My Square Mile, Mapping Repair Economies
Bristol, 31.03.2019 - 06.02.2019

My Square Mile explores local histories of repair economies in the Bedminster area of Bristol, UK. Taking twenty-years slices, archival material from 938, ’58, ’78, ’98 and 2018 was drawn on as a means to map change across formally registered repair, care and maintenance business and services in the area. This work provided insights into the changes repair, fixing and mending practices. Visual cultures of repair advertisements across these periods of time, were also explored with emphasises on recreating and highlighting particular adverts, including their aesthetics, languages, trade marks and symbols.

Background

My Square Mile grew out of an interest in documenting local repair practices and economies and the histories of repair business. In relation to consumption patterns, the period during and post World War 2 brought many changes from new innovations, household electronics, to the growth of youth and throw-away cultures. It is for this reason that the timeframe 1938-2018 was explored with the square mile being established in our local living area in south Bristol (covering in part Victoria Park, East and North Street).

Drawing on fire insurance archival data, business directories and local library resources a brief overview of the types of repair business across five periods (1938, 1958, 1978, 1998, 2018) was created. Information on the location, type of business and repairs offered were categorised and mapped, with a focus on electronic repairs. The findings indicate a significant decrease in businesses dealing with the repair and maintenance of clothes, boots and shoes. With bicycle repair and metal work businesses (blacksmith, smelters and scrap merchants) disappearing, the number of electrical repair businesses actually increases. This is reflected in part by the number of high street stores now dealing with basic mobile phones fixes and upgrades. As well as changes in consumption patterns with declines in radio, TV and video repair being the most significant and the increase in general domestic appliances, such as washing machines and dishwashers increasing post 1958. The distribution of businesses also reflects changes in neighborhood centers’ such as Totterdown and Bedminister.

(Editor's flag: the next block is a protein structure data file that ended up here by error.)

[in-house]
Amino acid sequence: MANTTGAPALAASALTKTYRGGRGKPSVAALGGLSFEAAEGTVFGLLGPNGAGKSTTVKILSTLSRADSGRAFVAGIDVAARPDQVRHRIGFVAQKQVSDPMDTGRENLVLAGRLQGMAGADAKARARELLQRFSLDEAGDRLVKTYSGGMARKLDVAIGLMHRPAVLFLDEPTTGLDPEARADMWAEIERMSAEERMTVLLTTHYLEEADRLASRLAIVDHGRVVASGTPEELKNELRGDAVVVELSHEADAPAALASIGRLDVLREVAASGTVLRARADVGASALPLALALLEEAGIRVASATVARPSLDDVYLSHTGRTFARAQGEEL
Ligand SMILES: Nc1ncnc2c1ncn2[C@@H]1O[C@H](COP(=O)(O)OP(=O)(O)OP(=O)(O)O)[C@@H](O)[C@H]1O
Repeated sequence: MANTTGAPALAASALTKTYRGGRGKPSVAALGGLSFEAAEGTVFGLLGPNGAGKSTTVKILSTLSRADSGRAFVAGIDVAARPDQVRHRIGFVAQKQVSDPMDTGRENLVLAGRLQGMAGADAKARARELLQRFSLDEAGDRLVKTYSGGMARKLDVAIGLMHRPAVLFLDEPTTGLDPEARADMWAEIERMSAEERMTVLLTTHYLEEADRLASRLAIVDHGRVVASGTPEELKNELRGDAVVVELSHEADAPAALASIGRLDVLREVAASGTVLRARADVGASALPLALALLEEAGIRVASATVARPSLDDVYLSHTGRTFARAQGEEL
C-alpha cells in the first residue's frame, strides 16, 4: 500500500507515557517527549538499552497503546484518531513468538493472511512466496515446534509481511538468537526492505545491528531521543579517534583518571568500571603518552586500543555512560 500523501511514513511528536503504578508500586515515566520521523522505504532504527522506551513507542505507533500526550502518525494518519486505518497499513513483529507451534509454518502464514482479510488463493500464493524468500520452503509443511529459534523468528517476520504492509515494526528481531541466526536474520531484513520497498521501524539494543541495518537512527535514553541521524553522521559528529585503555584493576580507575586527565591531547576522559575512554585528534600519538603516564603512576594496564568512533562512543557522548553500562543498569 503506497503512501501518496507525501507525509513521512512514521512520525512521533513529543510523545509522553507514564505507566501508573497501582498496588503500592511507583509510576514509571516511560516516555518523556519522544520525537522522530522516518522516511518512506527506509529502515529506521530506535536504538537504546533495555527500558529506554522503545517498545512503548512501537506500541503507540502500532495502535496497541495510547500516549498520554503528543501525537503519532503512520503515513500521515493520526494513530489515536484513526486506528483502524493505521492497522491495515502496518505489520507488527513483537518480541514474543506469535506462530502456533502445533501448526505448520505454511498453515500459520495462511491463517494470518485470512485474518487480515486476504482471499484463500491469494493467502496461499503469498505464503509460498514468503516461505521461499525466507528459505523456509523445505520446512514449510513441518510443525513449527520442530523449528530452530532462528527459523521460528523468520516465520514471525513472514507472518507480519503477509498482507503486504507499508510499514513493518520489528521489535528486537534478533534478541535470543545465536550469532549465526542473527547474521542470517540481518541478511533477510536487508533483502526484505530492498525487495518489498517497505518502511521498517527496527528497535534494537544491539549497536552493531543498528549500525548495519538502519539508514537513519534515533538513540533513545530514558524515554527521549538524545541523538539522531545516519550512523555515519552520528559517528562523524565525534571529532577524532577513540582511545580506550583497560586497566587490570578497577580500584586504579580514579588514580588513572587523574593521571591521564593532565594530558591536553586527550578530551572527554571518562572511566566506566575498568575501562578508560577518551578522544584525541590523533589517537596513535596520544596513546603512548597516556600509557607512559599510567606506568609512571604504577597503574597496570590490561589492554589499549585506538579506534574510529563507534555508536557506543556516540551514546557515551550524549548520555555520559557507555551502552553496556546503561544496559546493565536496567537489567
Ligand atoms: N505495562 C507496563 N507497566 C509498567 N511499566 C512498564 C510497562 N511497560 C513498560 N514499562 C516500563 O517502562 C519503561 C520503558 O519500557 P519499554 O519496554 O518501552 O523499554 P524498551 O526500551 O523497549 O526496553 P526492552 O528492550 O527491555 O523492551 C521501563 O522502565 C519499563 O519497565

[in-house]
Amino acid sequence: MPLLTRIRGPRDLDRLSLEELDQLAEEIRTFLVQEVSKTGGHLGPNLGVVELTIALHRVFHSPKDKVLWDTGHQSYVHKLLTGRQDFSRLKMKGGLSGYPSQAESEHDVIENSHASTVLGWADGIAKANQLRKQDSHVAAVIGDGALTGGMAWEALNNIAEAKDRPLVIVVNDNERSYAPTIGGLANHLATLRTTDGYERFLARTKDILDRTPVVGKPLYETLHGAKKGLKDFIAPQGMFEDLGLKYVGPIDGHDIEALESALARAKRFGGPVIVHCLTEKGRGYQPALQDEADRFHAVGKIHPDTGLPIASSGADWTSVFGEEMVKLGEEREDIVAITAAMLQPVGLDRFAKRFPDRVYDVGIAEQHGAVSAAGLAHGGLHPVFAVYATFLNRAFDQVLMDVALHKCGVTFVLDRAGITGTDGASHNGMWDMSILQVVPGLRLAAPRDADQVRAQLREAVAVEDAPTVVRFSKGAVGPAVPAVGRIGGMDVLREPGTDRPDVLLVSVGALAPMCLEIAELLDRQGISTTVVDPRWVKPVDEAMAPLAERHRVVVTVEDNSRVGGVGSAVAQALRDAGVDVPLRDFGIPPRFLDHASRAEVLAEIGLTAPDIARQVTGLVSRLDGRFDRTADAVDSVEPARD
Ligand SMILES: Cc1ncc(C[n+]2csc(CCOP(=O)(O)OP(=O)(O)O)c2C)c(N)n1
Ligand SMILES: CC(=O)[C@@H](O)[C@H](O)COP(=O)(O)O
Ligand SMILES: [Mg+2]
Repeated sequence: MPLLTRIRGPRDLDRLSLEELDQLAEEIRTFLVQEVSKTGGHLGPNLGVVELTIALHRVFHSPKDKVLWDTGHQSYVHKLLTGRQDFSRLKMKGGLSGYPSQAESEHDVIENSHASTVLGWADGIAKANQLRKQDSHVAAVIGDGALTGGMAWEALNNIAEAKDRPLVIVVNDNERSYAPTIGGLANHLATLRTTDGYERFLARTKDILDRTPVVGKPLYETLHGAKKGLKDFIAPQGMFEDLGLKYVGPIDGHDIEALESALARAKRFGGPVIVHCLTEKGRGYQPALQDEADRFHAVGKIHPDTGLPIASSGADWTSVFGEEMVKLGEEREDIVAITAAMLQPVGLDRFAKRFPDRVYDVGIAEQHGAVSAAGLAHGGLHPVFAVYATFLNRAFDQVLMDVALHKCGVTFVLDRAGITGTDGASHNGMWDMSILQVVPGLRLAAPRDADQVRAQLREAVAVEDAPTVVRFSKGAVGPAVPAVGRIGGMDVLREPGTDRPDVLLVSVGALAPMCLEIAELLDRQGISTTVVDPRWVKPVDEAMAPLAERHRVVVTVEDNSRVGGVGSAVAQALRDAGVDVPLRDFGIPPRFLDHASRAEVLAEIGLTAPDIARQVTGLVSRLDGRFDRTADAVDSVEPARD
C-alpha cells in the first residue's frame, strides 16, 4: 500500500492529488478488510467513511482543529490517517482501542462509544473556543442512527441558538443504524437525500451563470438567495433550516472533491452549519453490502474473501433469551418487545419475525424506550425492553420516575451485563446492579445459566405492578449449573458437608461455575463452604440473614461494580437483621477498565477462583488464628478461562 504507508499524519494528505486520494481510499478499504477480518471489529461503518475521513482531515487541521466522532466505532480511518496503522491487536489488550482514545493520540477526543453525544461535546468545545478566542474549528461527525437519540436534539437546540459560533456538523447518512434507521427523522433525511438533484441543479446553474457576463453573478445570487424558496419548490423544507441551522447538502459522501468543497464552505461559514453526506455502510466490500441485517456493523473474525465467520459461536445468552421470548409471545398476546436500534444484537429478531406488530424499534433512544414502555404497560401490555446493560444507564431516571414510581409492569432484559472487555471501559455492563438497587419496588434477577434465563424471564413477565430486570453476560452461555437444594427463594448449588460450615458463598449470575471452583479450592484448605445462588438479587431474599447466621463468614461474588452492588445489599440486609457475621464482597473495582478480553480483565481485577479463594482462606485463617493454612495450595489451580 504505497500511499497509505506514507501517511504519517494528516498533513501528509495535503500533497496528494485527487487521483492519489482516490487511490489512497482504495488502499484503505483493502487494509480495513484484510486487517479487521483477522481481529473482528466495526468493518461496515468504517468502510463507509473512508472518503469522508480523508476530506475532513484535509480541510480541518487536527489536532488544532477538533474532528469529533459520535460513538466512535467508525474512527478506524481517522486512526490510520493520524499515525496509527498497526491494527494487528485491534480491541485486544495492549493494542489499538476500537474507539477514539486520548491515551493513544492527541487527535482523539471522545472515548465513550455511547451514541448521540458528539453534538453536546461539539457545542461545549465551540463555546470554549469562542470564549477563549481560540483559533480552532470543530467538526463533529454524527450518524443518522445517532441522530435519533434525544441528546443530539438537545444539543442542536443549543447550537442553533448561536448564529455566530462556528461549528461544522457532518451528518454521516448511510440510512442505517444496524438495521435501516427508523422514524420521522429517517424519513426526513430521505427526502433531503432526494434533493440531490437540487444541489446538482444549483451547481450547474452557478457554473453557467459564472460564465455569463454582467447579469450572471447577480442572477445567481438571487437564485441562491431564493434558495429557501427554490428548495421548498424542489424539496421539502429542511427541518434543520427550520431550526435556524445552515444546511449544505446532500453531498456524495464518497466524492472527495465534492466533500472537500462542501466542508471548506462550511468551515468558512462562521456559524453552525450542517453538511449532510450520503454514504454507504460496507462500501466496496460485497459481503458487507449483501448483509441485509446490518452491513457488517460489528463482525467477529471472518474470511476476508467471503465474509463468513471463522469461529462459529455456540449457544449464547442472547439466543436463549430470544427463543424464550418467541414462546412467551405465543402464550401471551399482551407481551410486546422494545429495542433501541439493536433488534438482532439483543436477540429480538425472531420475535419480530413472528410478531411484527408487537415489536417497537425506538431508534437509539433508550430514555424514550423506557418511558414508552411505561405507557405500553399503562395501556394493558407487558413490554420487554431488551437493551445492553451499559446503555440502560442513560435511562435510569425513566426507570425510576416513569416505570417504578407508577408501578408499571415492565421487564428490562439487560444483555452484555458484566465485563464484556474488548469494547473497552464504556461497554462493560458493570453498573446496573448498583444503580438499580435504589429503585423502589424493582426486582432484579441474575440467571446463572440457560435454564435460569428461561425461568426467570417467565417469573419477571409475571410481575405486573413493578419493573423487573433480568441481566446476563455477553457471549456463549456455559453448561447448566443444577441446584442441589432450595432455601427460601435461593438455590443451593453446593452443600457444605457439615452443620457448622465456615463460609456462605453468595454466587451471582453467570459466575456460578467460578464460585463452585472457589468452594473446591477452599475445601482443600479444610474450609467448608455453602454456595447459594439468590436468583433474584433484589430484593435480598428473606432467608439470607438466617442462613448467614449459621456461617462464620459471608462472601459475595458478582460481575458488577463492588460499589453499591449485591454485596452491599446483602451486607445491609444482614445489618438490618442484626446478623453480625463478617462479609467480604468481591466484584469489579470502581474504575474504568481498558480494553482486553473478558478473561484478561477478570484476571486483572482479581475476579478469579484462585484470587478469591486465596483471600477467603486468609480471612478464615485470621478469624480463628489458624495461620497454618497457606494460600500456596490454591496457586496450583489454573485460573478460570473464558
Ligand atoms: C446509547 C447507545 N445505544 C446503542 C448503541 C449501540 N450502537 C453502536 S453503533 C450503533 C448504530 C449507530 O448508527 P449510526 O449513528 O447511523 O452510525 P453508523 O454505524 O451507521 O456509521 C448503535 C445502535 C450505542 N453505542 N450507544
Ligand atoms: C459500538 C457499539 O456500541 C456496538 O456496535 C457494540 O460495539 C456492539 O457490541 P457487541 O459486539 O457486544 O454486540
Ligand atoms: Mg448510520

These findings illustrate not just changes in the types of repair business but where they were situated. From this we can begin to infer how proximity, accessibility and the visibility of businesses dealing with the repair and maintenance of goods plays an important role in understanding, how we value materials. While the presence of such business practices address more broadly how we may achieve UN sustainable goals relating to responsible consumption and production and viable cities.

Accompanying the research a selection of repair business adverts with selected, re-worked and screen printed. This visual exploration highlighted the languages, aesthetics, trades signifiers and symbolises that accompanies repair business across the decades.

Team members

Teresa Dillon & Carmela Pietrangleo

Supported by

University of the West of England, Research Collaboration grant